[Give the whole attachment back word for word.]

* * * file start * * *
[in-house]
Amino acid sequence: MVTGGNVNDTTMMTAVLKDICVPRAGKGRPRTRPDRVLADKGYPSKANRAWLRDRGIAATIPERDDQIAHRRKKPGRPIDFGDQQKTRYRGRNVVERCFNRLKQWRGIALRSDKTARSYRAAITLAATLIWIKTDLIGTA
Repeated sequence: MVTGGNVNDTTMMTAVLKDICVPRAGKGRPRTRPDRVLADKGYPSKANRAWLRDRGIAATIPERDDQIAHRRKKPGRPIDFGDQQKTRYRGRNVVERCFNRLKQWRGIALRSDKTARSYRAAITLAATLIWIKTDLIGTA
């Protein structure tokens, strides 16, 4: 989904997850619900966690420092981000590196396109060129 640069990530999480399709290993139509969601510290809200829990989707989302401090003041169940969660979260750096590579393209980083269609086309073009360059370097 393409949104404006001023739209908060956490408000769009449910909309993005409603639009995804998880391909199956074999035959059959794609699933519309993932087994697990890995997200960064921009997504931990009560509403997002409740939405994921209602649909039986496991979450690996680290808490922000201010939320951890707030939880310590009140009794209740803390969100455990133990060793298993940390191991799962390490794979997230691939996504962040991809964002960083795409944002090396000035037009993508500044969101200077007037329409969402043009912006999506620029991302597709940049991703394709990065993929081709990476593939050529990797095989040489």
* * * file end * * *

[in-house]
Amino acid sequence: MVTGGNVNDTTMMTAVLKDICVPRAGKGRPRTRPDRVLADKGYPSKANRAWLRDRGIAATIPERDDQIAHRRKKPGRPIDFGDQQKTRYRGRNVVERCFNRLKQWRGIALRSDKTARSYRAAITLAATLIWIKTDLIGTA
Repeated sequence: MVTGGNVNDTTMMTAVLKDICVPRAGKGRPRTRPDRVLADKGYPSKANRAWLRDRGIAATIPERDDQIAHRRKKPGRPIDFGDQQKTRYRGRNVVERCFNRLKQWRGIALRSDKTARSYRAAITLAATLIWIKTDLIGTA
């Protein structure tokens, strides 16, 4: 989904997850619900966690420092981000590196396109060129 640069990530999480399709290993139509969601510290809200829990989707989302401090003041169940969660979260750096590579393209980083269609086309073009360059370097 393409949104404006001023739209908060956490408000769009449910909309993005409603639009995804998880391909199956074999035959059959794609699933519309993932087994697990890995997200960064921009997504931990009560509403997002409740939405994921209602649909039986496991979450690996680290808490922000201010939320951890707030939880310590009140009794209740803390969100455990133990060793298993940390191991799962390490794979997230691939996504962040991809964002960083795409944002090396000035037009993508500044969101200077007037329409969402043009912006999506620029991302597709940049991703394709990065993929081709990476593939050529990797095989040489």